In the 1980’s as a single woman working in a teacher training institute, I always felt connected to the Down syndrome children who attended classes in the level below ours. In 1983 God blessed me with Nusrat my first baby – beautiful, cherubic and cheerful. She is a special child with different needs.
For 14 years we were walking in and out of hospitals doing tests after tests. Even today Nusrat’s condition is medically undiagnosed. Eventually I was requested to move Nusrat into a special school due to her inability to keep up with the other students. I was way too heartbroken and devastated thinking about Nusrat. The only thought that crossed my mind was ‘Why me’? For a few years I had completely withdrawn into a shell and hardly socialised with anybody.
After Nusrat I was blessed with two more daughters who attended regular school. One day it hit me that I would always attend my other daughter’s sports day but had never attended Nusrat’s sports day in the first two years of her being in a special school. I was engulfed with guilt and decided to go for her sports day. At the venue I looked around me and saw children who were wheelchair-bound, children who could not move voluntarily and children who threw tantrums. While taking in this sight I saw a mother who had twins and both of them were special needs children – one was on a wheel chair and the other child was like my daughter. I saw her smiling and enjoying herself. I had a moment of epiphany which changed my life forever. I thought to myself if this mother could smile through her struggles what was stopping me? That mother with twin special needs children, Sandhya Perera, went on to become my first friend in the UAE. Together we took nascent steps that set the stage for the Special Needs Families Support Group and the Special Needs Future Development Center.
Parents with regular children would never think twice before heading out to the supermarket. However, with a special needs child any outing requires planning and assistance. Sandhya and I formed a support group for the families of special needs children. The support group volunteers were a life saver for mothers who needed help with their kids while doing groceries or during doctor visits.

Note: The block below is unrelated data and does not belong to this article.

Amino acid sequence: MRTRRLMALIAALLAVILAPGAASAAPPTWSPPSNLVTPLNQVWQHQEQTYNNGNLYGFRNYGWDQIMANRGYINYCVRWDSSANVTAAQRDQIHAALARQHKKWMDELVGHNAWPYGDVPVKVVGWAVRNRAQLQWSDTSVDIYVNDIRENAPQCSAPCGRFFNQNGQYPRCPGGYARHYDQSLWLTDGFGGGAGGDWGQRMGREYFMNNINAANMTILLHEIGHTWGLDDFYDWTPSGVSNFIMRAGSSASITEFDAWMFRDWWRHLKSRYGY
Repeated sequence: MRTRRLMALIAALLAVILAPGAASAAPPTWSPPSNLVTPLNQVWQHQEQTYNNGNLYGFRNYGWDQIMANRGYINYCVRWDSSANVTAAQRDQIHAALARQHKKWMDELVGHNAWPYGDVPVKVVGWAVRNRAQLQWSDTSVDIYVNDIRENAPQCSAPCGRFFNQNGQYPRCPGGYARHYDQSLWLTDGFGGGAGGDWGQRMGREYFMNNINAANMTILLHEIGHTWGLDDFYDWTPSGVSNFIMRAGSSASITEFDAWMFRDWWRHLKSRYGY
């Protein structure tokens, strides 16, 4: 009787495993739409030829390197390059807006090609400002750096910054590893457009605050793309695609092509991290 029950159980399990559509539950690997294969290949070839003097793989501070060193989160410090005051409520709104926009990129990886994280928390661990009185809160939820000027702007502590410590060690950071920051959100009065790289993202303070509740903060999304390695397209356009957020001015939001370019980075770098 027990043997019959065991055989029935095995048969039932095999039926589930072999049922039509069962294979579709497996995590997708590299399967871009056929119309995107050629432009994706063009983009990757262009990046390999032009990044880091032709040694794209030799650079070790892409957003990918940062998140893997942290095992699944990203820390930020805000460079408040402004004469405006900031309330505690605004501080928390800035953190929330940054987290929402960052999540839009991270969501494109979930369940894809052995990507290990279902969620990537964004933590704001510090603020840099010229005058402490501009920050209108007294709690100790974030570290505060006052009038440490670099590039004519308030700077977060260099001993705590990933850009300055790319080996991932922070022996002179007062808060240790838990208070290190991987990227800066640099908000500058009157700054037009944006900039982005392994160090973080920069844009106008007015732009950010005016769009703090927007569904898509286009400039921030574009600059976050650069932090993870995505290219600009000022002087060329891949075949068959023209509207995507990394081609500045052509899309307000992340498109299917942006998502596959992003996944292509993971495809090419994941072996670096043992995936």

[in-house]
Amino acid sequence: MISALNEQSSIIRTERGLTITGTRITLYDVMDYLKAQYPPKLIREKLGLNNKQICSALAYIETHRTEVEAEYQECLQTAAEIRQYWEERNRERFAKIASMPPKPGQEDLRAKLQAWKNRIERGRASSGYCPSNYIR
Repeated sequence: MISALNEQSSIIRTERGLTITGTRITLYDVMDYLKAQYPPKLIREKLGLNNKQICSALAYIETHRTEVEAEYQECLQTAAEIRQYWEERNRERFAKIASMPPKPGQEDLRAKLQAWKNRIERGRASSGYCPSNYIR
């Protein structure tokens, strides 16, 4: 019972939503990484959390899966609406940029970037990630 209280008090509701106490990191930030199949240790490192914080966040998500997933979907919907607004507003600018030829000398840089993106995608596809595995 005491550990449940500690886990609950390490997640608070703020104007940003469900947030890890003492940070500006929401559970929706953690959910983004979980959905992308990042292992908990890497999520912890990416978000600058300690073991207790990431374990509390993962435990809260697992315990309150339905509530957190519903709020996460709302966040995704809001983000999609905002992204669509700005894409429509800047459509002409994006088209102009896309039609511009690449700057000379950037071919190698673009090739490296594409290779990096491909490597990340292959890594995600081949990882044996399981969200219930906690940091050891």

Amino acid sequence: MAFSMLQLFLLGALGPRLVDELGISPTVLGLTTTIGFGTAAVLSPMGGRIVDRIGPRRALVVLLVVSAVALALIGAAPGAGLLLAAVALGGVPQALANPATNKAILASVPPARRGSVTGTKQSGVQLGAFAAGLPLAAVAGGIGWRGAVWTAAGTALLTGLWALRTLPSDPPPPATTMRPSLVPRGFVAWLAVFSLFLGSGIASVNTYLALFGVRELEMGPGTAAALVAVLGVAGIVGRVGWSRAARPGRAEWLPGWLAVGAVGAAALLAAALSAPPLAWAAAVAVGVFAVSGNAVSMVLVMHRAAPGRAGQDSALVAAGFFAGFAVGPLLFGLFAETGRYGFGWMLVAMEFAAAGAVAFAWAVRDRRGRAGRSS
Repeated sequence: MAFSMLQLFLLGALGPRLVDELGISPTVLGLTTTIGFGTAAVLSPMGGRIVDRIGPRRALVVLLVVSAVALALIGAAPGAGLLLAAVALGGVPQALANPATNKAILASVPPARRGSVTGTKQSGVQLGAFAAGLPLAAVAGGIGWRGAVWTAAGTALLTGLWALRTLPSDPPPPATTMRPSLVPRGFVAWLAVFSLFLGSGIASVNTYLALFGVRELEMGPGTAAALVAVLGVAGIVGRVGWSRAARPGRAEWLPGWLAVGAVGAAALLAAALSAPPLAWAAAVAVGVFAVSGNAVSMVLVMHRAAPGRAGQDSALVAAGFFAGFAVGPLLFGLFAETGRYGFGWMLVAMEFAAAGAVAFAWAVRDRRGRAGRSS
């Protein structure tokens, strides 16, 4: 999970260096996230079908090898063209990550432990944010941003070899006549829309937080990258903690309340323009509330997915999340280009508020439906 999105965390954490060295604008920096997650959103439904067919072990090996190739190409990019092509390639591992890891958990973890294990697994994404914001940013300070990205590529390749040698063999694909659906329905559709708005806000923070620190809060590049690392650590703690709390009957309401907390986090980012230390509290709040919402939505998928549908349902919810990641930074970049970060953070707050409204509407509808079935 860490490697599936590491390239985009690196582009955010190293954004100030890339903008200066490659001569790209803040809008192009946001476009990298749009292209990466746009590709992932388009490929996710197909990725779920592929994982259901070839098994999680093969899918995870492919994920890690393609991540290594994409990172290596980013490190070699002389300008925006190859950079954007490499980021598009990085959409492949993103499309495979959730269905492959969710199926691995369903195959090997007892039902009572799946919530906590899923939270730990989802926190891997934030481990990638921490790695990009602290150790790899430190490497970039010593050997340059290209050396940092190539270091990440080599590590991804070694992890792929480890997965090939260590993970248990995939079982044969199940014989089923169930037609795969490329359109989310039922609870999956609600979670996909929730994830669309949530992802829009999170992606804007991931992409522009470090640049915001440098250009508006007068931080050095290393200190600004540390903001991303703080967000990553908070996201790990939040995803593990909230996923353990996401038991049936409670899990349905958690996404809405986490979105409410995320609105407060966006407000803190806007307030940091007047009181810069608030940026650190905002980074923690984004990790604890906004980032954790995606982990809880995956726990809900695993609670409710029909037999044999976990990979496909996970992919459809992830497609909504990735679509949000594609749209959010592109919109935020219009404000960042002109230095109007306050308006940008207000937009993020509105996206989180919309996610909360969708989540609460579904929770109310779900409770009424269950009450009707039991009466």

Mother’s pay a heavy price as primary caregivers to their special needs children as the back breaking work they do takes a toll on their health. As a relief for both mothers and their children I started summer camps in my living room. We would play music, create art and craft and wind up by sharing sandwiches. We also arranged Christmas parties, family outings to water parks, snow parks or movies so that the children and their families could bond and make memories of a lifetime. These family outings helped break the ice between many siblings who did not share a close bond till that time. As a parent of a special needs child it is hard to explain but there is an unspoken barrier that exists in society where these children are not readily accepted, welcomed or cherished.
While we were having a good time through the support group Sandhya and I realised that we had not addressed a key issue that kept raising its head when we interacted with parents of special needs children. Most special needs children were enamoured by their siblings who carried books and bags and water bottles to school and went to a bus stop where they made friends. They craved for an experience where they could go somewhere, do something productive and make friends. My only motivation was to give these children a sense of purpose and individuality.